More than 900 years old, Oxford University is the oldest English-speaking University in the world. Internationally renowned, it attracts students from all over the world. The university buildings and college grounds are spread around the city and many of them are open to the public. The university puts on music concerts, exhibitions and many other activities for all the family.

The Ridgeway, Britain’s oldest road, stretches from Avebury, Wiltshire to Ivinghoe in Buckinghamshire. Located in the west, it is a broad ancient track which runs along the top of rolling downland and in the east through the wooded countryside of the Chiltern Hills

Oxfordshire’s Museum - Situated at the heart of the historic town of Woodstock and set in most attractive gardens, Fletcher’s House provides a home for the Oxfordshire Museum. The museum celebrates Oxfordshire in all its diversity and features collections of local history, art, archaeology, landscape and wildlife

 

Abingdon
Banbury
Bicester
Bloxham
Burford
Chalgrove
Chipping Norton
Didcot
Dorchester
East Hendred
Enstone
Eynsham
Faringdon
Goring
Great Bourton
Henley-on-Thames
Hook Norton
Kidlington
Long Hanborough
Oxford
Stanton Harcourt
Tackley
Thame
Wallingford
Wantage
Watlington
Witney
Woodstock

Warwickshire
The county of Warwickshire, or Shakespeare's county as it's known as, lies in the centre of England, an area that's known as the heart of the country. Warwickshire is an area of great contrasts with areas of great beauty, from the very deep south where the Cotswold bleeds into Warwickshire, to the industrial pits and canals of the northern coal mines. Its central location, as well as its numerous motorways links, serving the county, means all major towns are easily accessed and enables travelling to Warwickshire to be fairly straightforward. The nearby popular areas of the Cotswolds, Birmingham and London are all nearby and easily accessible.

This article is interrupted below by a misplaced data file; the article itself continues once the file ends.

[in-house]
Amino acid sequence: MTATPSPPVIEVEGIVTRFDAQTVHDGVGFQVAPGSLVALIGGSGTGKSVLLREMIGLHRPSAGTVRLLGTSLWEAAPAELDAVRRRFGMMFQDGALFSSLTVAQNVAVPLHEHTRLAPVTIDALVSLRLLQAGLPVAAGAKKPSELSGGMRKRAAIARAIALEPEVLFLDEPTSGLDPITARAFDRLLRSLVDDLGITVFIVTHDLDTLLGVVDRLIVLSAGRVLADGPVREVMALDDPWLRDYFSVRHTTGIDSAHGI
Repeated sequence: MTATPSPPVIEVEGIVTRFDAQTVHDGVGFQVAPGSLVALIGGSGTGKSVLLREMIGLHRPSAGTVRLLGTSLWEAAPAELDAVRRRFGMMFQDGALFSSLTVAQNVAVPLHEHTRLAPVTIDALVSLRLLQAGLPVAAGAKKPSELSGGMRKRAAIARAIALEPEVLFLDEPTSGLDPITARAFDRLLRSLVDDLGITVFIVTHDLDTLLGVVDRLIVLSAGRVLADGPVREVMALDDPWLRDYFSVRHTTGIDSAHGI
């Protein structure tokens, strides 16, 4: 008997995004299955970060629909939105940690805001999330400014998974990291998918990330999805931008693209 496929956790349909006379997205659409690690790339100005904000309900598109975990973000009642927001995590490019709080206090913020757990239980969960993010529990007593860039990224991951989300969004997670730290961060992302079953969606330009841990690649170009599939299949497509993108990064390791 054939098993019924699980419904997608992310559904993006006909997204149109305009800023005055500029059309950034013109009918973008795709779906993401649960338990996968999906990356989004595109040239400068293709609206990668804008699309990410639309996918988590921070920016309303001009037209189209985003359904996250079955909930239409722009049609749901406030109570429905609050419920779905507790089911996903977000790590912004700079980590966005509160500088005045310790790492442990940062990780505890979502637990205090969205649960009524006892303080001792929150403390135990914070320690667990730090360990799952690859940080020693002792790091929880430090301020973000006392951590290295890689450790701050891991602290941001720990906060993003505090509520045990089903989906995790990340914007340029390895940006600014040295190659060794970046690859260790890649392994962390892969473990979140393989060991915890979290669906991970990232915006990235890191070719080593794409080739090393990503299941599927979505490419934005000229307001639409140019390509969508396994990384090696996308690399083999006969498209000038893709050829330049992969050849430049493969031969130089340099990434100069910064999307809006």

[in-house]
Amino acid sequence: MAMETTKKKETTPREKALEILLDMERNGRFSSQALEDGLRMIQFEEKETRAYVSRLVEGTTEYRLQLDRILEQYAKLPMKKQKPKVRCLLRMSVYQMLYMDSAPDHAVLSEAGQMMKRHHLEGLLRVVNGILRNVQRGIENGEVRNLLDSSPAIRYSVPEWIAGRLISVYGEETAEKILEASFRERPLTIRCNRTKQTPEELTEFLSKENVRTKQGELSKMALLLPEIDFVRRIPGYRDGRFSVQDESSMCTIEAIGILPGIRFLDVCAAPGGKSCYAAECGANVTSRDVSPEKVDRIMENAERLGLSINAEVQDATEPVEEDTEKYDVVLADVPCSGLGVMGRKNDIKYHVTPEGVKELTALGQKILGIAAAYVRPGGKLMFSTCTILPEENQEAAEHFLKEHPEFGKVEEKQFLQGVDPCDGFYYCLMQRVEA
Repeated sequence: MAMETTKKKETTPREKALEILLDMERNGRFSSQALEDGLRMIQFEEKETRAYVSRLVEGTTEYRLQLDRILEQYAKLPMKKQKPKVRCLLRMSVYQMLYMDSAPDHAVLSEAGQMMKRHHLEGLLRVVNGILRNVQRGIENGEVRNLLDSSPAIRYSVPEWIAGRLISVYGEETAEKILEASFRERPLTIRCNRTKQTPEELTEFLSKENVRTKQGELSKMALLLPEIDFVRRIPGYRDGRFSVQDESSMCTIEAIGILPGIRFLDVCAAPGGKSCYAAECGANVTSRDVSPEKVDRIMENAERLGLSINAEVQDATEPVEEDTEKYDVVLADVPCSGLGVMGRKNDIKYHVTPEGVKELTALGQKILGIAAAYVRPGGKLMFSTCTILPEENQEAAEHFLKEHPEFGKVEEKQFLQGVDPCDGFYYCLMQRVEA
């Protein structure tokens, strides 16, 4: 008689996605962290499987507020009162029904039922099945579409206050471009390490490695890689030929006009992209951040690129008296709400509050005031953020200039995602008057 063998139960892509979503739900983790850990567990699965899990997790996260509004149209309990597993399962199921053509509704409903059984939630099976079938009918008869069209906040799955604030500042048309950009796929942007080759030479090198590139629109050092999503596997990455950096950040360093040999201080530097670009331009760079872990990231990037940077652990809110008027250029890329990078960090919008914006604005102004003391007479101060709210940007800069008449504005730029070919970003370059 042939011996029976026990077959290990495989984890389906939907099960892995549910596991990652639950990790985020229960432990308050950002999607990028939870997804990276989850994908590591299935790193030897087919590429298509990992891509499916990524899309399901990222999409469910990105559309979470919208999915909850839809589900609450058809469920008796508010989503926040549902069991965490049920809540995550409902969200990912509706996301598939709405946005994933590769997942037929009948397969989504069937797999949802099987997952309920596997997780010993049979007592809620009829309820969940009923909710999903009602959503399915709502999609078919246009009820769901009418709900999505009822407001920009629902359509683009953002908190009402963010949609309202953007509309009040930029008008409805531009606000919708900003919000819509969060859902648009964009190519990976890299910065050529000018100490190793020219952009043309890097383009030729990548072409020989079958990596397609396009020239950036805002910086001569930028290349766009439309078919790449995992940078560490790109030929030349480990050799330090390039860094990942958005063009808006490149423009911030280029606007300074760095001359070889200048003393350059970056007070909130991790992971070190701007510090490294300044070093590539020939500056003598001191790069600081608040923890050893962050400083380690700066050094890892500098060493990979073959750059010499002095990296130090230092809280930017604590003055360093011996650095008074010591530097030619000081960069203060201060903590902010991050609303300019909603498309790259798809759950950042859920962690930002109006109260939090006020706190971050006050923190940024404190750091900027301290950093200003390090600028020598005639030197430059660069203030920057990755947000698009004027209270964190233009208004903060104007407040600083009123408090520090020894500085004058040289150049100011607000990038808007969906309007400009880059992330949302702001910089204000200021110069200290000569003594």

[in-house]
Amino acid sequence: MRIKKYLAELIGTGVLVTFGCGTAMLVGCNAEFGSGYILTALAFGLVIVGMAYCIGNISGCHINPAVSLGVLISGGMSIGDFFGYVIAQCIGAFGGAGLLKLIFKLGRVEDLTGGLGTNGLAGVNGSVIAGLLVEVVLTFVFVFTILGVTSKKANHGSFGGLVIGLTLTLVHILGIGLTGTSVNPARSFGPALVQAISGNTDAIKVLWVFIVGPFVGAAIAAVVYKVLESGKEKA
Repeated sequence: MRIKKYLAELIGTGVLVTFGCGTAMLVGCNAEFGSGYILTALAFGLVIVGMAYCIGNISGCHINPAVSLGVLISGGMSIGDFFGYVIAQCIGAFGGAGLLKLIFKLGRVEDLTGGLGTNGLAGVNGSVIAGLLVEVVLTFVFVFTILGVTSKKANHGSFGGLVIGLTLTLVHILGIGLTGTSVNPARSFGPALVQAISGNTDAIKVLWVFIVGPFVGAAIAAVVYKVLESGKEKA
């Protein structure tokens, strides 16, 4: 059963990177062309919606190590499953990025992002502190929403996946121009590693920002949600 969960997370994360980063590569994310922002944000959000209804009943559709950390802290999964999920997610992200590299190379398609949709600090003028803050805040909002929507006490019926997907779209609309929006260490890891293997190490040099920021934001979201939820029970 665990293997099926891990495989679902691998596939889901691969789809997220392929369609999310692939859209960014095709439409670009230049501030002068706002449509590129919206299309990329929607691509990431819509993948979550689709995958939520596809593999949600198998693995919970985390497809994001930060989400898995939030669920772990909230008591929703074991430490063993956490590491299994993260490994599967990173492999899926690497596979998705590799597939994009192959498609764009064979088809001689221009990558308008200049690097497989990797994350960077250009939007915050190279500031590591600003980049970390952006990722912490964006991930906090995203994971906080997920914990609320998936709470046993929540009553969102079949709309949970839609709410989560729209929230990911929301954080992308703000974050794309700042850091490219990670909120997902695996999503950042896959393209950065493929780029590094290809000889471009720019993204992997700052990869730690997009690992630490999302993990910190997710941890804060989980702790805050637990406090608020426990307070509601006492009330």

Warwickshire offers a mixture of attractions and activities for the tourist - from visiting the birthplace of William Shakespeare in the south of Warwickshire to exploring the fantastic historic homes and castles, such as Warwick Castle of Kenilworth castle, or maybe you may wish to visit the many sporting attractions at Nuneaton and Bedworth in the north. The brand new Warwick International Festival offers you ten days of Mediterranean sunshine for the historic town of Warwick. Featuring many separate events throughout the town, the festival includes Opera, Comic Theatre, Coffee Concerts, Jazz, Salsa and Tapas and more.

Alcester
Atherstone
Bedworth
Binley Woods
Bulkington
Coleshill
Dunchurch
Hockley Heath
Kenilworth
Kineton
Lapworth
Leamington Spa
Market Bosworth
Nuneaton
Shipston on Stour
Southam
Stratford-upon-Avon
Warwick
Wellesbourne
Wolston

Rutland

Rutland is England’s smallest county and Rutland Water is one of the largest man-made reservoirs in Europe and is set in 3,100 acres of countryside, the reservoir offers something for everyone in an exciting yet peaceful environment. It has a 25-mile circular track for walking and you can hire a cycle or bring your own.

Rutland Water has an international reputation for sailing, trout fishing and bird watching and all these activities are open to day visitors. The site includes the Anglian Water Bird Watching Centre with its fascinating exhibition and internationally famous nature reserve with 20 bird hides. It is the site of the first breeding ospreys in England for 150 years and is also the home of the British Bird Watching Fair each August.

Oakham . . .